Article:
Does This Bull Market Still Have Legs?: Ritholtz Chart
The chart above shows the post-World War II bull markets.
Sam Stovall of S&P Capital IQ observed that, including the one we're in now, there have been 12 bull markets over that period. And of those, "only half of them made it to a fifth birthday." Of those six, only three made it to a sixth year.
So, what does this market need in order to build additional gains?
Ideally, I would like to see five things occur:
1. Global economic growth must continue. Almost half of the Standard & Poor's 500 Index's profits come from abroad. That means that U.S. economic growth may not be sufficient to keep things going.
2. Corporate spending and hiring needs to improve. Companies are sitting on enormous piles of cash and they need to start deploying some of it for the economic expansion to continue. We are starting to see some signs of this occurring.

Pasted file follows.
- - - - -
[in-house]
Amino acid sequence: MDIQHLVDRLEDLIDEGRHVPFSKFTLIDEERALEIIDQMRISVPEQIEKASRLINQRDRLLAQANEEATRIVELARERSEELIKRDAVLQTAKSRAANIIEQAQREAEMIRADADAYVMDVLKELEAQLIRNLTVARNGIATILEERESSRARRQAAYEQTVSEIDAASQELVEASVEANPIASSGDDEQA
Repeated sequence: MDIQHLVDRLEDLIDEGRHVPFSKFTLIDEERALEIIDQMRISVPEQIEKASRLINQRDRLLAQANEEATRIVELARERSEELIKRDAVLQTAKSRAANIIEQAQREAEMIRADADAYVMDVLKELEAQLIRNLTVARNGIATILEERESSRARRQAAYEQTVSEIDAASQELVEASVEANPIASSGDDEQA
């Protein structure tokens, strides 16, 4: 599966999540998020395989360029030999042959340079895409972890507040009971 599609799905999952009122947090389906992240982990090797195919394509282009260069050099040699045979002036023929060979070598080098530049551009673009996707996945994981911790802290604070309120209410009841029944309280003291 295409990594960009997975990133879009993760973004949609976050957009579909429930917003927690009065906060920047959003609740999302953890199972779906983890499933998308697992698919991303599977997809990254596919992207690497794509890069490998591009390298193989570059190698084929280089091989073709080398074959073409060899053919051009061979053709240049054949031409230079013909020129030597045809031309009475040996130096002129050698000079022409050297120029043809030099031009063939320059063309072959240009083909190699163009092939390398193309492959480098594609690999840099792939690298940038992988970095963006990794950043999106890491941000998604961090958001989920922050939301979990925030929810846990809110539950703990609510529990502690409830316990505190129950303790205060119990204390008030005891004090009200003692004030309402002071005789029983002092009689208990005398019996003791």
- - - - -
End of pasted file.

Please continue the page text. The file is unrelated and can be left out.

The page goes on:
3. Corporate revenue needs to expand. Surprisingly, the lack of corporate spending hasn't led to modest top-line growth. We continue to see earnings gains, but too much of it comes from a combination of cost cutting and productivity gains. I'd like to see top-line growth across the board.
4. Market needs to stay broad. Market rallies die when they become too narrow. Think back to the "Nifty Fifty" or the horsemen of the dot-com era. Broad-based participation in the market is usually a sign the end isn't approaching.
5. Sentiment needs to be skeptical, not giddy. This rally continues to be hated, as most of Main Street is indifferent to equity gains. So long as this rally remains a low-volume, low-excitement affair, gains can continue. Be careful once Mom and Pop come in. Historically, their timing is awful.
Note that I didn't mention valuations. If the five things listed above occur, valuation will take care of itself.
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(Barry Ritholtz writes about finance, the economy and the business world for Bloomberg View. Follow him on Twitter @Ritholtz.)
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Barry L Ritholtz at email@example.com